KB-Toys is coming back from the dead. The toy retailer that went bankrupt in 2009 is going to stage a comeback to try to pick up some of the business dropped by the closing of Toys R Us (TRU). According to one article, they will likely have a bunch of pop-ups this fall and more permanent locations by next year.
My expectation is that they won’t pick up as much of the toy industry as they think.
When TRU closed they were still doing billions of dollars in sales. They still had over 100 million customers. They actually showed a profit last year. Unfortunately it wasn’t enough to pay the massive debt they had acquired.
While a lot of uneducated pundits and many comments on several articles about Toys R Us closing want to blame Walmart and Amazon for their demise, those two companies had already taken their sizable bites out of TRU’s hide. People who wanted to shop purely on price or convenience were already going to Walmart and buying toys with their groceries. People who knew exactly what they wanted and didn’t want to leave the house to get it were already shopping on Amazon.
The customers still shopping at Toys R Us (over 100 million times, mind you) were going there for one of two things …
- The Experience
- The Selection
As an independent toy store owner who offered events, demos, and a fun, friendly environment for shopping, I can rightfully roll my eyes when someone mentions the “experience” of going to a Toys R Us. In fact, most of your independent toy stores will be able to offer a consistently better “experience” than going to TRU. But the customers going there weren’t comparing it to an indie toy store. They were comparing it to Walmart or Target.
You never heard a young kid pleading, “Please, take me to Walmart, puhleeeeezzzze!”
The Selection crowd was going to Toys R Us to browse the aisles. Amazon, as incredible as it is, isn’t built for browsing. Oh sure, you can search stuff on Amazon. As of last September Amazon was closing in on Google as the primary place people go to search for products. But Amazon searching is not the same as browsing. You still need a starting point.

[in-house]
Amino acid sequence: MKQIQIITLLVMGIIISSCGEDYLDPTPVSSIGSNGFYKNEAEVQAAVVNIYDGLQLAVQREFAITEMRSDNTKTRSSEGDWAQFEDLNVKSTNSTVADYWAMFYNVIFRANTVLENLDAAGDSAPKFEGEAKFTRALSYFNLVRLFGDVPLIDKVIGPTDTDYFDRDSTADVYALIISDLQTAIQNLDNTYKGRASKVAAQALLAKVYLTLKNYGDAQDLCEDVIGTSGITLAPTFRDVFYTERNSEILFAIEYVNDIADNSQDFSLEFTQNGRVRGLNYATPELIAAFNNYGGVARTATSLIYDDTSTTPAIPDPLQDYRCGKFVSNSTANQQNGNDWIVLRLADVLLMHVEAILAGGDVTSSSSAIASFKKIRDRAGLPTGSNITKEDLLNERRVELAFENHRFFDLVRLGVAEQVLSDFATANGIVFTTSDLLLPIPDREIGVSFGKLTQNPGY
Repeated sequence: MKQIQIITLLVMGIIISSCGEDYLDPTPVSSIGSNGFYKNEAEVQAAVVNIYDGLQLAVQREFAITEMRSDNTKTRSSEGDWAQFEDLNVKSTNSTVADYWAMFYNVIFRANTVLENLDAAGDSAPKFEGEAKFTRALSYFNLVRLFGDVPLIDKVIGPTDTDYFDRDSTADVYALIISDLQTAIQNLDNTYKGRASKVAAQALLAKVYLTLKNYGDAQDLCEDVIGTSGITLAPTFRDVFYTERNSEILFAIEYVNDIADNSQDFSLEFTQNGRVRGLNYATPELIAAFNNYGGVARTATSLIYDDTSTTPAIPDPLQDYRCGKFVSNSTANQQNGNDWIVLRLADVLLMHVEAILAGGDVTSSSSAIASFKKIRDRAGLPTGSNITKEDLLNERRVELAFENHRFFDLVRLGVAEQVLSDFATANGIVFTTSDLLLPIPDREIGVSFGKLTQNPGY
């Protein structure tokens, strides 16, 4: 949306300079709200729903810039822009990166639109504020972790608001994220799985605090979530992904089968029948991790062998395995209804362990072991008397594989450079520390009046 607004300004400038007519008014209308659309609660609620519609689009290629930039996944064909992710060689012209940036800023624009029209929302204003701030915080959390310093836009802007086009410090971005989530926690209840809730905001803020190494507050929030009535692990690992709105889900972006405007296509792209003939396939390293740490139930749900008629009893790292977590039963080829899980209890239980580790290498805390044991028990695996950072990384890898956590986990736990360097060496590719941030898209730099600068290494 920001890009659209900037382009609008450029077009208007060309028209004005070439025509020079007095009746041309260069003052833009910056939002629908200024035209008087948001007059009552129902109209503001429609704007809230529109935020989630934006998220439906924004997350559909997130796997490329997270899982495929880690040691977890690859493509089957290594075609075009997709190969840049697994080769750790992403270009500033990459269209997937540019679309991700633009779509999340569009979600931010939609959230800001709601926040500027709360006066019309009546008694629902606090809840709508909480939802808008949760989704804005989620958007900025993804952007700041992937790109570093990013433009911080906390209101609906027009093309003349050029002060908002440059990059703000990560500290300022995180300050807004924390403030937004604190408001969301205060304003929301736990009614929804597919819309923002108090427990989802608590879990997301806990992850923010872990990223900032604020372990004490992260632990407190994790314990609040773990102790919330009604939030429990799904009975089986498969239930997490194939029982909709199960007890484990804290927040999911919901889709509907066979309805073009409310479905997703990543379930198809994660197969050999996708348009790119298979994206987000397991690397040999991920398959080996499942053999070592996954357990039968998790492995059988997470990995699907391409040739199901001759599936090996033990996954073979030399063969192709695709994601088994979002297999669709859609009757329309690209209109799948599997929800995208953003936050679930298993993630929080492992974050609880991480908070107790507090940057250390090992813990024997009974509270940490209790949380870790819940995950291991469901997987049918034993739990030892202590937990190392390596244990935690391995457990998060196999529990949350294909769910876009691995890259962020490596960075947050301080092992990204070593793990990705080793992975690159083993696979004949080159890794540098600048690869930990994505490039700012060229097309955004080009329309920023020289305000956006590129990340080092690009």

If you want to walk aisles, touch and feel products, and get inspired, you have to go to a brick & mortar store to do that. Outside of a handful of my friends in the independent, specialty toy industry, no one had a larger selection of toys to browse than TRU. Customers went there because it was a better selection and an easier browse than the cramped, too narrow, too tall, too messy aisles of a typical Walmart or Target store.
When KB-Toys opens their pop-ups this fall they won’t have either The Experience or The Selection to truly catch the ball dropped by TRU. Sure, they will make sales. The pop-up model has been proven to be effective to an extent. Whether it will be enough to jump back into the toy market full fledged, however, time will tell. My guess is it won’t be enough and KB will become a perennial pop-up along the lines of Halloween USA. (At least that is what I would advise them to do if they were to ask me.)
The lesson here for specialty retailers like you is to recognize the different types of customers and why they shop at the different competitors you face.
Walmart is all about price and convenience. The cheaper the better. Amazon is for when you know (roughly) what you want, and you don’t want to go out to get it. Your category killers (JoAnn’s, Michael’s Toys R Us, Cabela’s, Barnes & Noble, PetSmart, et al) are more about Experience and Selection. Of the three, the one who most closely shares your customers is the category killer. Your growth is dependent on how many of those customers you can peel away. You already know you can beat them on Experience. Tomorrow we’ll talk about how you can beat them on Selection, too.
PS The toy industry, with the closing of Toys R Us, offers a lot of opportunity for different stores to pick up the slack. There will be a lot of disenfranchised customers. Most everyone in the channel from the big box stores to Amazon to the indie stores stand to gain from their disappearance. The biggest winners will be those who have the most compelling message to the former TRU customers. Knowing why they were still choosing TRU over Walmart and Amazon gives you the heads up on what to say to get them to notice you.